It is particularly true in pediatrics that rare diseases, congenital or acquired, often allow for exceptional insights into pathophysiological mechanisms that apply to adult patients as well; in fact, the adult patient and his physician profit from what has been learned in the sick child more often than the other way around. Many chronic diseases originate in early childhood, and long-term observations and longitudinal pediatric cohort studies contribute greatly to the understanding of disease evolvement. Furthermore, there is increasing evidence that early infancy is a vulnerable developmental phase when many biological systems are still developing and organs finalize their development. Known as the Barker Hypothesis, during these early phases of life many environmental factors modify and program normal and abnormal development respectively. A better understanding of the processes involved in this early organ development provides unique opportunities for early disease recognition using novel biomarkers and, subsequently, early preventive and therapeutic strategies. The latter are the basics for the emerging field of personalized medicine in pediatrics.
Consideration of novel findings in the management of patients is essential to the process of improving distinct aspects of medical practice, including prevention, diagnosis, management, and outcome of diseases. However, both translational research and consideration of novel findings require the installation of clinical trials to efficiently impact on the progress of medical care. Unfortunately, from the perspective of pediatricians, there is a large gap in the availability of thoroughly studied and licensed diagnostic or therapeutic means for children as compared to adults. Results from studies in adults can rarely and, if so, only barely be transposed to neonates, toddlers, children, or adolescents because of the huge biological differences. Moreover, a large number of diseases exist that are either childhood-specific or have their onset in the pediatric age range impacting development and growth. “Lack of evidence” for the pediatric age range is a frequently cited reason to withhold treatment that might appear promising on theoretical grounds. Pharmaceutical companies are less than enthusiastic about sponsoring pediatric trials, as the technical requirements are more complicated, the potential market is smaller, and children need special pediatric formulations to meet the different body weight class and appropriate administration route requirements. As a result, children and adolescents do not have the same access to newer medications or treatment modalities, and a large number of drugs are administered to children in the absence of formal evidence of efficacy and/or a recognized indication (known as off-label use).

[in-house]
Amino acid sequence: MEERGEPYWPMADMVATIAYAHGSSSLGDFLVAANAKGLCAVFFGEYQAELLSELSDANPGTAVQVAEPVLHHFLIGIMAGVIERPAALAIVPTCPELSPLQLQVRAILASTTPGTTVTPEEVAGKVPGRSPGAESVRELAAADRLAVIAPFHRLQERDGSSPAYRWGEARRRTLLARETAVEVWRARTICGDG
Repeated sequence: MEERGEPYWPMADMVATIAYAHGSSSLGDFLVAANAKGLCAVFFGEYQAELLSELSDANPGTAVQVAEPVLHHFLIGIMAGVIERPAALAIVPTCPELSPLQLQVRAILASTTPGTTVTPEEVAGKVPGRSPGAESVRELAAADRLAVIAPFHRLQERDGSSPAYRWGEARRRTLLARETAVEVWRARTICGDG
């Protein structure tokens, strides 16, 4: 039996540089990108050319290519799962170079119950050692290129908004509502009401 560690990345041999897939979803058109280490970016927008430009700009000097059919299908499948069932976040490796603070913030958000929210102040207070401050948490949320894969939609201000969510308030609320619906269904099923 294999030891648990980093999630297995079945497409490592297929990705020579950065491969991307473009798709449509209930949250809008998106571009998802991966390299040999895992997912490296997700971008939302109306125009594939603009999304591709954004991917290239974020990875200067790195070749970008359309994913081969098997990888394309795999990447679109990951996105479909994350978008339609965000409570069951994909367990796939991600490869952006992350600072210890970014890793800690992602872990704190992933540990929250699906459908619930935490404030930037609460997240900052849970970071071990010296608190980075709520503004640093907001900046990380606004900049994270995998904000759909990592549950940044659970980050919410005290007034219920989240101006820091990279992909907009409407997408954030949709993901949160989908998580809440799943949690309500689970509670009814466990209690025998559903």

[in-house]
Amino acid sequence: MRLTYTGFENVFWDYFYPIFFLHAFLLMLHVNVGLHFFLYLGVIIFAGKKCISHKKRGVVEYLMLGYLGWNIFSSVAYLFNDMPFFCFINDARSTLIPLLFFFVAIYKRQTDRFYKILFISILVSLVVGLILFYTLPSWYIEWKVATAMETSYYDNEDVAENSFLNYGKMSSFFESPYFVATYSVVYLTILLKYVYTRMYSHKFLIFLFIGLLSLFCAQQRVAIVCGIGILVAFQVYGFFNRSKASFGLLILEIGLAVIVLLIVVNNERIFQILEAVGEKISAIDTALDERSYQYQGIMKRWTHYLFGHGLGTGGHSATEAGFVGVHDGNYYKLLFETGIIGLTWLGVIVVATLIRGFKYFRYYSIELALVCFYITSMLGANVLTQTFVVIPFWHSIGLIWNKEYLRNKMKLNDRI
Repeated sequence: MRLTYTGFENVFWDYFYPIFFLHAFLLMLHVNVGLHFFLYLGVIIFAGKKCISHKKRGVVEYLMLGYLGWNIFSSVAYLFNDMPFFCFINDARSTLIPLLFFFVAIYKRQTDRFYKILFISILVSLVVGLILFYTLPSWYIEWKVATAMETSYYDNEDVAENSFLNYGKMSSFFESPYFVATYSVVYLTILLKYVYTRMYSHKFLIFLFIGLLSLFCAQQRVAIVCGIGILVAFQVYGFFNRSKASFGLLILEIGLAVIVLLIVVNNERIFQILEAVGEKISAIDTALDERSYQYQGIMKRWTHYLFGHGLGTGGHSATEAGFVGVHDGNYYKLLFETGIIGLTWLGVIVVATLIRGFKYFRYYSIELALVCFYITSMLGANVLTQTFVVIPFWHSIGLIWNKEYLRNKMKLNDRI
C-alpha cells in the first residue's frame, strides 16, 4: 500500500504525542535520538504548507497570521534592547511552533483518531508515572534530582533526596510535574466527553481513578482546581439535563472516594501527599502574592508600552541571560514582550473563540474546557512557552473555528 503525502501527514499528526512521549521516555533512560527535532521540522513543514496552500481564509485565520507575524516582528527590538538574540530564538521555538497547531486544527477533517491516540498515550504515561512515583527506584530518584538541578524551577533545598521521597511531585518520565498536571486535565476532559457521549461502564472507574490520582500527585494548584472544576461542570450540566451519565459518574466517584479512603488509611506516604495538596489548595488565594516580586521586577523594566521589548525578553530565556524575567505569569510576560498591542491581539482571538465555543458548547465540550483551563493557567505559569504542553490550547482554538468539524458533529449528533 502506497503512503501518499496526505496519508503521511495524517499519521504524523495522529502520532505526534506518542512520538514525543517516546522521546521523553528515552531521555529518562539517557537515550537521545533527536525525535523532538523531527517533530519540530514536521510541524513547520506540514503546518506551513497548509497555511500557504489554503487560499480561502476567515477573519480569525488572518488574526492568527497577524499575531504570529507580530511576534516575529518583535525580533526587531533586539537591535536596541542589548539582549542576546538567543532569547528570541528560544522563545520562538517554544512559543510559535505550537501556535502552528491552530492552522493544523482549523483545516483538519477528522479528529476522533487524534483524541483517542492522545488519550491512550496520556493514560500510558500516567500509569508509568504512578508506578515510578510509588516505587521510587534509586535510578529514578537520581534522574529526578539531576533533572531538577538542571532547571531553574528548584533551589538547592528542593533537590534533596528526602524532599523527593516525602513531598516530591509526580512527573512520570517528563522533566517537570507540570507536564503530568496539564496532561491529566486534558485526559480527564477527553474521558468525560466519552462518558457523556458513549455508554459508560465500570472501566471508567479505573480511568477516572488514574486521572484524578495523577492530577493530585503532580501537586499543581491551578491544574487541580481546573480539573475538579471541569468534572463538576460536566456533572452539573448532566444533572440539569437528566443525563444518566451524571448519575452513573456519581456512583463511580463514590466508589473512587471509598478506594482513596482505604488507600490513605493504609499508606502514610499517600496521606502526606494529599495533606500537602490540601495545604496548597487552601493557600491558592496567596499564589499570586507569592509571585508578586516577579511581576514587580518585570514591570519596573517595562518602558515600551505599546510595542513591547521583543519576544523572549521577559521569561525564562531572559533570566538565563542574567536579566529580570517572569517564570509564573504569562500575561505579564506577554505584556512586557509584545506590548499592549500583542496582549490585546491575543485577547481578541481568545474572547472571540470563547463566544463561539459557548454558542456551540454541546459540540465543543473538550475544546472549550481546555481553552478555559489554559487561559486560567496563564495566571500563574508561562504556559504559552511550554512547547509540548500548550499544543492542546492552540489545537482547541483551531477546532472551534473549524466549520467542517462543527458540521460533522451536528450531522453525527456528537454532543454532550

There is an unmet and urgent need for pediatric clinical trials to advance and improve patient care in pediatrics. The Swiss National Science Foundation (SNSF) has recently proposed as part of its long-term strategies to address so-called "orphan diseases", those rare disorders that have difficulties finding other funds but significant clinical and health-economic impact. Studies in pediatrics clearly meet this focus, particularly when their long-term impact is considered. Investing in research in pediatrics will clearly have a sustained effect for generations to come.
Clinical trials are needed to generate age-specific safety and efficacy data, as well as evidence on distinct medical procedures. They are not restricted to the study of novel drugs but have a wide spectrum of applications, including the study of complex disease mechanisms and the many facets of optimal patient care. The clinical trial is the crucial final step in translational research and is one of the most important, and most widely used, tools of medical research today.